Secondly, we ought to learn to recognise when God is speaking through us (and be careful with it). Sometimes we can inadvertently find ourselves in positions of spiritual authority (this certainly applies to those in church leadership and youth work roles). Even someone we consider to be just a friend can be greatly influenced by the things we say. Therefore, we all need to regularly examine our own hearts. Do the things we do and say point beyond us to the resurrection life and union with Christ? Or do they subtly serve to further our own interests and re-enforce our own authority? Does the way we interact with others build the kingdom of God or our own personal kingdoms? I'll certainly confess to knowing how easy it is to dress up my own self-interest in pious words and the "right" language and how easy it is to be self-deceptive on this front.
Thirdly, we ought to be aware (and appropriately non-idolatrous) of our own "god parents". When we find someone we really "connect" with it's easy to read everything they say as divinely inspired. I'm on a bit of a Richard Rohr binge at the moment. I love him. His daily meditations always seem to hit my nail right on the head. However, I'm aware that I need to check myself regularly. Is my appreciation of Fr. Richard leading me deeper into the likeness and love of Jesus or into the likeness and love of Richard Rohr. If it's not the former then he becomes an idol instead of a priest. I know people with similar warmth towards Rob Bell, Mark Driscoll, Brian McLaren, Scot McKnight, Pope Francis and many others. These are all good in and of themselves but idolatry is dangerous.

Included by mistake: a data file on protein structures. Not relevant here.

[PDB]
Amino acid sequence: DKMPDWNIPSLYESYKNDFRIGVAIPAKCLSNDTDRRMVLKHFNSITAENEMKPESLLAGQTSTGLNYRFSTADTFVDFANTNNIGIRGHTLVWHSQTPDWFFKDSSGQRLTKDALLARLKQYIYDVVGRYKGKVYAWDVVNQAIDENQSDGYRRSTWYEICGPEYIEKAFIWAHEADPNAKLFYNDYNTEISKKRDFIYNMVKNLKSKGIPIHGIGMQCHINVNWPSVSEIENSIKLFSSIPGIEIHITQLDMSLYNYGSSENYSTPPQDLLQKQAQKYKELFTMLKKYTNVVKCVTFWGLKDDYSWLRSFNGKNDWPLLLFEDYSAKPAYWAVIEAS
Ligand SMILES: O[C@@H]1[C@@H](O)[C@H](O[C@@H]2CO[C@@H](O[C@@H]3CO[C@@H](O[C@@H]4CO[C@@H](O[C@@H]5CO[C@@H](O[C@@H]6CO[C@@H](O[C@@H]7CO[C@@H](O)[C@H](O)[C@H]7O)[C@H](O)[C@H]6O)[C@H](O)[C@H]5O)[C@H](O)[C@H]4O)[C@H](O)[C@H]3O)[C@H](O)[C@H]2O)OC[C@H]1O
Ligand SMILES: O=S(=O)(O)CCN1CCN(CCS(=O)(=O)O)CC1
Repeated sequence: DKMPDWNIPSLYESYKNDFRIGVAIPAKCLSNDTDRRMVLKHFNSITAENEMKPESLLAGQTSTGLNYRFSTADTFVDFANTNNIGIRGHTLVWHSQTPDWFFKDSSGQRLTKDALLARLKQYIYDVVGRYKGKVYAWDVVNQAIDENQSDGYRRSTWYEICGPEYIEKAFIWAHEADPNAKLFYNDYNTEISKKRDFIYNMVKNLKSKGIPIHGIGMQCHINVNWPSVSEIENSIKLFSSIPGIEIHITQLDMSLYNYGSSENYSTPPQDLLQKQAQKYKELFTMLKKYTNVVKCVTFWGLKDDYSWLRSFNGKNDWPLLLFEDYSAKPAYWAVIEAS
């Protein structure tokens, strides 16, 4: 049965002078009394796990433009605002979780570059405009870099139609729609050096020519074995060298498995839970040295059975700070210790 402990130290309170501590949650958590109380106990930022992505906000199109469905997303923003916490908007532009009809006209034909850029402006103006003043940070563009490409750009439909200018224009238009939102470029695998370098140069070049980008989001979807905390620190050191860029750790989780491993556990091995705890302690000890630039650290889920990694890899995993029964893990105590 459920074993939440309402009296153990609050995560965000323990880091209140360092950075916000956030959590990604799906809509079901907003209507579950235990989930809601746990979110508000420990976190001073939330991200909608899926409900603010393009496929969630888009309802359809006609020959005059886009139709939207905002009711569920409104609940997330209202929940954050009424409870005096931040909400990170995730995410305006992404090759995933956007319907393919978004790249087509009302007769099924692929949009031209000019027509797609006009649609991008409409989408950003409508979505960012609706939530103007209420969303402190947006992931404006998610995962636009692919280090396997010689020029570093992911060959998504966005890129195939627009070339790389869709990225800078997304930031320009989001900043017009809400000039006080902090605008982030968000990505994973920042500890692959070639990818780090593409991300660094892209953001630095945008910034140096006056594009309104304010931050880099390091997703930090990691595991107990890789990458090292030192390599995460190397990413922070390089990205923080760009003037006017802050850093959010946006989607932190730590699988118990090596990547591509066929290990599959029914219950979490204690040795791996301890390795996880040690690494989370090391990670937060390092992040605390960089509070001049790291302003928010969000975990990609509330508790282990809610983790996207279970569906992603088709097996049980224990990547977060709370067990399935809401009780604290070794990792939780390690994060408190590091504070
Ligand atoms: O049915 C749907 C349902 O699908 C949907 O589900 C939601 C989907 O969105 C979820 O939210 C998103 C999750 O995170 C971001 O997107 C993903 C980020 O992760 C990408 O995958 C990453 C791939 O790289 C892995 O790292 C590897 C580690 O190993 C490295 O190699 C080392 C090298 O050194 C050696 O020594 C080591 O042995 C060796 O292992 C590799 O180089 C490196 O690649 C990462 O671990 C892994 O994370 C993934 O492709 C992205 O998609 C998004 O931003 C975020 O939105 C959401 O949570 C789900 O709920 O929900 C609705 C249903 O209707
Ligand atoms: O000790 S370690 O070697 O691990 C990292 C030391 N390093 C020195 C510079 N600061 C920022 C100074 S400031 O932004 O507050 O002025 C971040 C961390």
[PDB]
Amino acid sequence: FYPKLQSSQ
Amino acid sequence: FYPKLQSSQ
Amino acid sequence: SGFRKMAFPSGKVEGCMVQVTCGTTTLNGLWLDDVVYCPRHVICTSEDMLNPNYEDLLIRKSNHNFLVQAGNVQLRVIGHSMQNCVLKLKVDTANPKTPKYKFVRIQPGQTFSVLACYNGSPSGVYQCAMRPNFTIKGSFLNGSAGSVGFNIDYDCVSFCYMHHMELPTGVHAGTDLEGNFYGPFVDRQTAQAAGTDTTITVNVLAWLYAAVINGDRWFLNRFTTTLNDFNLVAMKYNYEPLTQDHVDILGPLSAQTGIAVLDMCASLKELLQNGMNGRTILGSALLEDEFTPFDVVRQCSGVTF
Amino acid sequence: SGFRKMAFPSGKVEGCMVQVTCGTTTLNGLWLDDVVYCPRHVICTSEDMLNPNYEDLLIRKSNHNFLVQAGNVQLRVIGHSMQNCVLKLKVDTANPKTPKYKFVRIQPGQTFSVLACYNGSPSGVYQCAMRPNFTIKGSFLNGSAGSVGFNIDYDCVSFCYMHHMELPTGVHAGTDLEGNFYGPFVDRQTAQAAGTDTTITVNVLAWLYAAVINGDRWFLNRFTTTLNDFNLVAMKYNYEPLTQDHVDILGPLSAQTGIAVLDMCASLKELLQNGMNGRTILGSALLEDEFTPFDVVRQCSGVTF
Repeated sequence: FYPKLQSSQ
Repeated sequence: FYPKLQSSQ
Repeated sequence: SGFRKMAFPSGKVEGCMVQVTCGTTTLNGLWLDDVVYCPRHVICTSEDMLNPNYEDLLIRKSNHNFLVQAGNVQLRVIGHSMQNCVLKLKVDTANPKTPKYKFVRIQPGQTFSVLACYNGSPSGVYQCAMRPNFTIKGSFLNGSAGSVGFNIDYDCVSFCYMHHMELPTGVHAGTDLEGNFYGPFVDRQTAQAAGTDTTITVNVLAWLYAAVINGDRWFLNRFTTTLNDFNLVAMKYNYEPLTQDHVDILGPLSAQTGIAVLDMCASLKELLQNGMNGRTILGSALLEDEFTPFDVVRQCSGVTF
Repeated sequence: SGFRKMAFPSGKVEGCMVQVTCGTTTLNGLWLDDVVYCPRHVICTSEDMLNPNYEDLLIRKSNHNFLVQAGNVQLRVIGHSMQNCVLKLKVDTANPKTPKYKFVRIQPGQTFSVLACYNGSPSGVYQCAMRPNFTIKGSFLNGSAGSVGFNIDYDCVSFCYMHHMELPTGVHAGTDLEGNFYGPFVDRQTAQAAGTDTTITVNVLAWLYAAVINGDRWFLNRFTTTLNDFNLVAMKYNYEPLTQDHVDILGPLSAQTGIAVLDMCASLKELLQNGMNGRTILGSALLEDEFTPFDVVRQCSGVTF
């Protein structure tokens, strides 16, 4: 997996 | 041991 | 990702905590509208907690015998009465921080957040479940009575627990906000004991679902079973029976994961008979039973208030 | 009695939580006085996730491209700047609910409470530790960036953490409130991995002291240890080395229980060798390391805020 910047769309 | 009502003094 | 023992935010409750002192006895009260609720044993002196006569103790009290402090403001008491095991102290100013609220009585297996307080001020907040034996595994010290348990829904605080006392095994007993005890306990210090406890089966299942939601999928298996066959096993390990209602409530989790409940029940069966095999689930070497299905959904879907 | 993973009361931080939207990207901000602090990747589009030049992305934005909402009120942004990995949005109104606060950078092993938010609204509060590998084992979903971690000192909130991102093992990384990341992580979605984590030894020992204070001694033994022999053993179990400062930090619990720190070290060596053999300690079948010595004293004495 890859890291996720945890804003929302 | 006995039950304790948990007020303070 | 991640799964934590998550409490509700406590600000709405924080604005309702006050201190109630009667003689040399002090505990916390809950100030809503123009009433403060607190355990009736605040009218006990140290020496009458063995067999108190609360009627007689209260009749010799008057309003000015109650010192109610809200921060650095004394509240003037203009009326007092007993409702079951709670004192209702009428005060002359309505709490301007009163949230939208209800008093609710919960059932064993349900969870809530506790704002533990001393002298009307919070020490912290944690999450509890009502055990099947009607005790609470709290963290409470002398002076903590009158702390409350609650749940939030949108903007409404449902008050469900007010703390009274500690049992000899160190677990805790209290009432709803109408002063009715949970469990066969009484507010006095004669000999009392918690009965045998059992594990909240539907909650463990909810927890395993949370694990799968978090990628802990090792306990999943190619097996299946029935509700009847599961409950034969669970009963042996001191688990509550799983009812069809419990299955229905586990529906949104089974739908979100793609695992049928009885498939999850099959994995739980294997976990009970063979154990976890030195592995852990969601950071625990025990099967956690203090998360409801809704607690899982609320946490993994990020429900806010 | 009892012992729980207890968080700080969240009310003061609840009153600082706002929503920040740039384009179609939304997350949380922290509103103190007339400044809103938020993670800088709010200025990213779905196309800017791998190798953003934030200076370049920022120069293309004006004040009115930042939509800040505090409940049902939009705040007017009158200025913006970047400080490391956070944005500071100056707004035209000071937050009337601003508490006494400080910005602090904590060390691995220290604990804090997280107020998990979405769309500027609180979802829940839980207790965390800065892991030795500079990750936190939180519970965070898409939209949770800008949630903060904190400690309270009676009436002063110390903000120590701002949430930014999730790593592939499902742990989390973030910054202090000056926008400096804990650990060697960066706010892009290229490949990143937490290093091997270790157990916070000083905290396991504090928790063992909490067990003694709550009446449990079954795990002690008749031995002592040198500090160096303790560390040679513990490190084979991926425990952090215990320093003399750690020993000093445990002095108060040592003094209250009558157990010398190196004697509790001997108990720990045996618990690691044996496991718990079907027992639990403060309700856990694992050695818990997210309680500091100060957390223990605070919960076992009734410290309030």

The final conclusion, drawn from the previous two, is that we need to hold each other to account. It's dangerously easy to be in a position of authority and not recognise it; there's a fine line between admiration and idolatry. I don't know many people who like challenging others but we need to do it. With love. So the next time you see me, please ask me: "How has Richard Rohr encouraged you further into the likeness of Christ this week?" If I can't answer you then we need to have a conversation. Ask me: "What have you done this week to point Matthew towards Jesus?" If I can't answer you then please have some ideas ready to help me out! (Seriously, what do you do with a six month old?)
Remember: we're all priests. It's not just people in a dog-collar who should be pointing towards Jesus and saying, "See! The Lamb of God!"